Under the Fair Housing Act, the Department of Justice may file a lawsuit when there is reason to believe that a person has engaged in a "pattern or practice" of discrimination or has engaged in discrimination against a group of persons that raises an issue of "general public importance." Often, the Department's lawsuits allege that a defendant has done both.
The courts have found a "pattern or practice" when the evidence establishes that the discriminatory actions were the defendant's regular practice, rather than an isolated instance. This does not mean that the Department has to prove that a defendant always discriminates or that a large number of people have been affected. A "pattern or practice" means that the defendant has a policy of discriminating, even if the policy is not always followed.
The courts have held that the Attorney General has discretion to decide what constitutes an issue of "general public importance," and the courts will not second-guess that decision. Thus, the Department can bring suit even when a discriminatory act has occurred only once, if it affects a group of persons and the Department believes that the discrimination raises an issue of general public importance.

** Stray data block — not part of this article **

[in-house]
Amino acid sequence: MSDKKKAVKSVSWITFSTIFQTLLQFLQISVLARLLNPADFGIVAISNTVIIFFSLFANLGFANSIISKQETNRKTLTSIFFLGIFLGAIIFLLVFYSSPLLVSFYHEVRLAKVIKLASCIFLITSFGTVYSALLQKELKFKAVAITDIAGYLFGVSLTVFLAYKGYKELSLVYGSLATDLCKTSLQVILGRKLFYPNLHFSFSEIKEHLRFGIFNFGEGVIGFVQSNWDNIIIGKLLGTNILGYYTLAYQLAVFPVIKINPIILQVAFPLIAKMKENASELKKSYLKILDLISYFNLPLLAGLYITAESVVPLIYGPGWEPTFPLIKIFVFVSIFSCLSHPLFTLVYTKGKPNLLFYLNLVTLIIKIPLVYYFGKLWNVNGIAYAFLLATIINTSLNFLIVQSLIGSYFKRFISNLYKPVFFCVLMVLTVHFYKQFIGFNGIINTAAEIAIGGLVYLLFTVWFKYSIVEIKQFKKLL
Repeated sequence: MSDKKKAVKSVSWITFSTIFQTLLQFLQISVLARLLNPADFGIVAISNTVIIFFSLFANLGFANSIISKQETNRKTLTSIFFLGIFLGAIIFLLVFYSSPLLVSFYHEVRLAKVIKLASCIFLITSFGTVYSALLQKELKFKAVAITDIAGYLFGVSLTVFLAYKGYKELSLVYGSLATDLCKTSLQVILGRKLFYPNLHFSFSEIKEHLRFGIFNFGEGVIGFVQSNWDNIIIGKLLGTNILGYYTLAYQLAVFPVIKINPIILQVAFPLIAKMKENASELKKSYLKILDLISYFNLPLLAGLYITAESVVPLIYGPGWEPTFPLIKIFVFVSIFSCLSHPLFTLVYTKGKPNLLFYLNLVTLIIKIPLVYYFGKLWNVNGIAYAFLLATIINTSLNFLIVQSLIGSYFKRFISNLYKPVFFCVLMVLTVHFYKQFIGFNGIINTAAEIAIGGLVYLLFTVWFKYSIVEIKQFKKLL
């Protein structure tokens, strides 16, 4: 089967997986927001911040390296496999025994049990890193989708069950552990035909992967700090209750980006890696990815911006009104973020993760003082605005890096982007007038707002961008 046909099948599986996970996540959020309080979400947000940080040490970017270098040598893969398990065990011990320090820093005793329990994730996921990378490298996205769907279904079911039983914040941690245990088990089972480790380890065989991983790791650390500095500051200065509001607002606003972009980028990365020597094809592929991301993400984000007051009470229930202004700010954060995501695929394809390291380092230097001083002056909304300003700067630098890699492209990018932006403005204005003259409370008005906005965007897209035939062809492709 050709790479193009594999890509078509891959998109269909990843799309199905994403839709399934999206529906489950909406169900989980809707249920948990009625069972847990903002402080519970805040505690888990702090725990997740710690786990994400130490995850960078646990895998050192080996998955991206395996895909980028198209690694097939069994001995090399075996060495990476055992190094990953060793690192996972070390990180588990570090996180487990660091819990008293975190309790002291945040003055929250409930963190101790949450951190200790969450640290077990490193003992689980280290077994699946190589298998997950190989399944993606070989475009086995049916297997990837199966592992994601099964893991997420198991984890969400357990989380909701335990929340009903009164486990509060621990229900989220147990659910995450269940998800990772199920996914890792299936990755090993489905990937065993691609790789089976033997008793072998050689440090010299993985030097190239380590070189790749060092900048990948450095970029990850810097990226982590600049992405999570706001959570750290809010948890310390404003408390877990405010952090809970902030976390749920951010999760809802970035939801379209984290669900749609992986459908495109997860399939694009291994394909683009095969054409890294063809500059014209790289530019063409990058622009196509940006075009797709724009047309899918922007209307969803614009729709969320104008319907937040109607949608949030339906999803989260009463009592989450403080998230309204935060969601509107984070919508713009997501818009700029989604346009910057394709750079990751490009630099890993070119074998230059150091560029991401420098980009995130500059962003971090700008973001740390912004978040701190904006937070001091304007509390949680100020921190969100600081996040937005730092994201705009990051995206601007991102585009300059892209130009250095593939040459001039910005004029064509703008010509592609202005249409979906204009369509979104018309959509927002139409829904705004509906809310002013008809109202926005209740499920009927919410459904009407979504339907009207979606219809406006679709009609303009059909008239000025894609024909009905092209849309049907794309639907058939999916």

There is a different standard for bringing individual claims of discrimination under the Fair Housing Act.
The Department of Justice may also bring suit under the Equal Credit Opportunity Act where a creditor has engaged in a "pattern or practice" of discrimination in credit transactions.
The Department of Justice may also bring suit under Title II of the Civil Rights Act of 1964, where a public accommodation has engaged in "pattern or practice" of discrimination, denying individuals access to, or the same, rights, privileges, and opportunities that others have to enjoy a place of public accommodation.